GFA is derived from the point of the hypothesis theory Solar Nebular Disk Model (SNDM) [10]. The algorithm goal is to search the optimal solution of given function or problem. To start with, all the solutions, which are the dusts in the algorithm model, are initialized randomly, or based on the prior knowledge. What’s more, we assign every dust (solution) a weight, we call it mass, whose values are based on the mass function generated from the criteria function. Finally, the power of the dust attraction, which belongs to a certain dust and exists between every two dusts, pulls other dusts to the dust. Hence, the dusts assemble together, and the planets come out in the end they are the optima. The mathematical proof demonstrates that GFA could be convergent in the global optimum by probability 1 in three conditions for one independent variable mass functions [6].

Description of IGFA


IGFA will start with dusts initialization which simulates the dark nebular in SNDM. For continuous data, the task is to generate N dusts (i = 1,2, …, N) in certain solution space. Any dust is an M-dimensional vector variable. Many distribution functions could be used as the dusts distribution criteria in this step. Uniform distribution [11] is the most commonly used one. The initial procedure is described below.

Any-dimensional value of dust (i = 1, 2, …, N) is generated randomly from the scale region [] which is the value domain of dimension j in dust . After M times generating operations, will be one solution in the solution space. N is an important adjustable parameter in IGFA. When N is infinite, the algorithm could be convergent in the global solution space with probability 1 in three conditions for one independent variable mass functions [6]. When N is 1, IGFA will not run at all. So the selection of N should be related to the balance between accuracy and speed with certain problem.

It will be meaningless for the value of if there is no object function defined in IGFA. is just defined as a certain location value in the solution space. The object function should be used to decide which dust value is better than others in some standards. The object function in IGFA is called mass function.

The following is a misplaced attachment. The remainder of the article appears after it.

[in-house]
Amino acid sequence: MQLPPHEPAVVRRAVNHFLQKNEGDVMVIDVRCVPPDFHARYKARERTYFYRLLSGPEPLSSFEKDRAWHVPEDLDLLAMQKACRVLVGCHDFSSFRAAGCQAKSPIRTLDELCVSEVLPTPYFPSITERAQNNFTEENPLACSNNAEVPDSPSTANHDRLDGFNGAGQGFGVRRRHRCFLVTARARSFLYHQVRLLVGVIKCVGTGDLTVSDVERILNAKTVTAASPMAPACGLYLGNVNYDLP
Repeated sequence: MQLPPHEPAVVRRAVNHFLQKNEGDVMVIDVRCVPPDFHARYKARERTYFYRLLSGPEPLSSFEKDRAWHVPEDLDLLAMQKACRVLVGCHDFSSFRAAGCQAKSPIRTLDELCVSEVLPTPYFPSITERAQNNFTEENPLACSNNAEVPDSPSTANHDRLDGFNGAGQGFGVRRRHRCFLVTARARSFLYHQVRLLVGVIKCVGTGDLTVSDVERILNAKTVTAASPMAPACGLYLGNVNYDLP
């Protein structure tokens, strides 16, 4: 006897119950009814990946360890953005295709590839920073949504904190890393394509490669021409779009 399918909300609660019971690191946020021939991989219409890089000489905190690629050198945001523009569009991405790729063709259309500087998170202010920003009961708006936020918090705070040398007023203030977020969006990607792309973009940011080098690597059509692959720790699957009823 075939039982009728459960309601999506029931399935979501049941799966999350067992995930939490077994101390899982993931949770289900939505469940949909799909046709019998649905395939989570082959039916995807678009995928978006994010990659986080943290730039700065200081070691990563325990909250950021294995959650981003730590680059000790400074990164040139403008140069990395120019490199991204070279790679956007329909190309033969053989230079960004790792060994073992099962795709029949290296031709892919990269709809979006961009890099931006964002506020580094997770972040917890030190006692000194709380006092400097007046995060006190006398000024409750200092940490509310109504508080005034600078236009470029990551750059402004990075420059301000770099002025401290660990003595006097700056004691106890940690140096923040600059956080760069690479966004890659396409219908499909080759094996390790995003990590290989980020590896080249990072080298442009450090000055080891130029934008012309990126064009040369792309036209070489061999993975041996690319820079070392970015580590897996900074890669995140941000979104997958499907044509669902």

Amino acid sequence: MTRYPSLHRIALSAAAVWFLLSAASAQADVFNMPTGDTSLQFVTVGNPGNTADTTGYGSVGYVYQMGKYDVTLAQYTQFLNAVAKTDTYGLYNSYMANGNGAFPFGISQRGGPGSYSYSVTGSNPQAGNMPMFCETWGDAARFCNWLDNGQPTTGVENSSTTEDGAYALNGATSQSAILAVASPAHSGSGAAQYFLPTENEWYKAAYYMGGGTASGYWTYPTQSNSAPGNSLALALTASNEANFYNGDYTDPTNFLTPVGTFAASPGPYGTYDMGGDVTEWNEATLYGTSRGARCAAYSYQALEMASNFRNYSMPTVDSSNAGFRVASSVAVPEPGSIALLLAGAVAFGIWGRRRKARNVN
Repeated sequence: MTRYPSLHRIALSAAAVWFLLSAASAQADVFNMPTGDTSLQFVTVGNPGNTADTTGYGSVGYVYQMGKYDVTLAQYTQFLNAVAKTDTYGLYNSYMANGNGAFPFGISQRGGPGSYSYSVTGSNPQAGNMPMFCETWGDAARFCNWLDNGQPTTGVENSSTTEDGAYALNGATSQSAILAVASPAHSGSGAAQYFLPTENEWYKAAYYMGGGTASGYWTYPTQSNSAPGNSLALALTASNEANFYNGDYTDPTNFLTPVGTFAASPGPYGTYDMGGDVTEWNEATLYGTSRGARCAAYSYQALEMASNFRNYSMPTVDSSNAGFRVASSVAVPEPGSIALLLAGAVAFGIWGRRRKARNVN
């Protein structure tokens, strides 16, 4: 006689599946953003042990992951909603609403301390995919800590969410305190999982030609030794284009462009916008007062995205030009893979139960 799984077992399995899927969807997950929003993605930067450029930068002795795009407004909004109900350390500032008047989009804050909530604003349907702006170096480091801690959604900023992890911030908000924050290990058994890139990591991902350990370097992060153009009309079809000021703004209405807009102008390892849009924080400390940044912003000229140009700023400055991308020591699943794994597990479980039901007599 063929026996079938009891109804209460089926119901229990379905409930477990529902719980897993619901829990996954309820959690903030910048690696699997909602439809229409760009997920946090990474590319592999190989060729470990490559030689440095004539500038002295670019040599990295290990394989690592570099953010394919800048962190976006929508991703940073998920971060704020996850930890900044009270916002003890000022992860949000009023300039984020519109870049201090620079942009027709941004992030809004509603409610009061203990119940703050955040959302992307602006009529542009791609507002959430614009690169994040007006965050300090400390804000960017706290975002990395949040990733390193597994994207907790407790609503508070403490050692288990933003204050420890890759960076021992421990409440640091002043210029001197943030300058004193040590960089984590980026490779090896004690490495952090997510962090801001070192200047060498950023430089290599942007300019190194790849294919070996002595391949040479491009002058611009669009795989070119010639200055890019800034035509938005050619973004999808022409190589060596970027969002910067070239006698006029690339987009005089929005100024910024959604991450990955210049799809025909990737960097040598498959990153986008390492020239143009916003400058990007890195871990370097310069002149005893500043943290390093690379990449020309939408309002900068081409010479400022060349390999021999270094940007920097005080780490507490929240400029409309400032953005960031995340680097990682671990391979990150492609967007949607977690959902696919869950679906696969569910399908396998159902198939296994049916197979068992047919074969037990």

Strategy of division.

The random division strategy is the core part in IGFA and the most important improvement of the algorithm in this paper. The task of division is to divide the solution space into G groups. In any group, the dust with the biggest mass value is called the centre dust. The others are called surrounding dusts. A proper division operator will improve the efficiency and reduce the running time.

The division strategy in two-dimensional solution space is a smart method which is called the greatest common divisor method described in [6]. An example of 6 groups with this method is shown as Fig. 1. But there is no proper division strategy for higher-dimensional solution space. The easiest strategy is to select one certain dimensionality as division criteria. And other dimensionalities are not considered. The criteria dimensionality, which is a number axis, will be divided with any strategy, such as random method and average method shown as Fig. 2. And other dimensionalities are not the criteria for division.

Figure 1. An example of 6 groups with greatest common divisor method.

In this method, all areas in solution space are all the same. The number of groups will be decomposed as . In this example, .

Figure 2. The random method and average method in criteria dimensionality.

Every sub-figure in Fig. 2 is divided into 7 groups. Sub-figure (a) is the figure of random division method. In this method, the length of each group is random. Sub-figure (b) is the figure of average division method. In this method, the length of each group is average.

Although this strategy is feasible for any-dimensional solution space, it is not reasonable for just using one certain dimensionality as division criteria, especially for high-dimensional solution space. So a generic strategy must be proposed in IGFA. Random Division Decomposition (RDD) was proposed in this paper described as following.